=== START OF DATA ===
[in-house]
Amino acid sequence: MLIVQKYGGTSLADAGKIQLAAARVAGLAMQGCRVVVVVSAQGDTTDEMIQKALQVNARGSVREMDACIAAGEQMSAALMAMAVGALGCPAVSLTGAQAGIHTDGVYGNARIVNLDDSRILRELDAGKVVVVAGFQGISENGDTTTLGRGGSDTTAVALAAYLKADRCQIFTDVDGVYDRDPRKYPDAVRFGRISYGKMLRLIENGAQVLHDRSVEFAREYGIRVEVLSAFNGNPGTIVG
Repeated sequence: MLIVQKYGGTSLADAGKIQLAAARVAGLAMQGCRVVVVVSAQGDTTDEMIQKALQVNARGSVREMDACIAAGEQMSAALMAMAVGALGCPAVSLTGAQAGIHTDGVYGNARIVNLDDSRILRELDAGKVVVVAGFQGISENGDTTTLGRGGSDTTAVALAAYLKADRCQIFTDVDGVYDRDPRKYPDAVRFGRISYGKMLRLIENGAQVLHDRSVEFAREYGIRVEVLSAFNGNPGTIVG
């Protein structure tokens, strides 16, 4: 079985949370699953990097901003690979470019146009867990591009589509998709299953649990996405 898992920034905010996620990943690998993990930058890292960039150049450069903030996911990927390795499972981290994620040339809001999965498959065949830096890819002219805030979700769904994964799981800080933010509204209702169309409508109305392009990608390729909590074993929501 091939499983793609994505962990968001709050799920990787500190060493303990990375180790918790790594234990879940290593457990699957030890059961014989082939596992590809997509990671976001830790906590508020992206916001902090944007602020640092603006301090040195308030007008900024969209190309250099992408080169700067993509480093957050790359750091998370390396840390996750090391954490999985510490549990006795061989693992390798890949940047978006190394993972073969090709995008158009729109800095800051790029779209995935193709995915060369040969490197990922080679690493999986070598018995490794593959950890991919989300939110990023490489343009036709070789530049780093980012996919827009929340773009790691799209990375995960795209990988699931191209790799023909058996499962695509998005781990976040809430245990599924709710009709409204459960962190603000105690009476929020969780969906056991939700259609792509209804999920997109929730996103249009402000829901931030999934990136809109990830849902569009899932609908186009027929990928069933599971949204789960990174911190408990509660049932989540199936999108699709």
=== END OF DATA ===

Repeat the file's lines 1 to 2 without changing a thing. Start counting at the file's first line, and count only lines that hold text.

[in-house]
Amino acid sequence: MLIVQKYGGTSLADAGKIQLAAARVAGLAMQGCRVVVVVSAQGDTTDEMIQKALQVNARGSVREMDACIAAGEQMSAALMAMAVGALGCPAVSLTGAQAGIHTDGVYGNARIVNLDDSRILRELDAGKVVVVAGFQGISENGDTTTLGRGGSDTTAVALAAYLKADRCQIFTDVDGVYDRDPRKYPDAVRFGRISYGKMLRLIENGAQVLHDRSVEFAREYGIRVEVLSAFNGNPGTIVG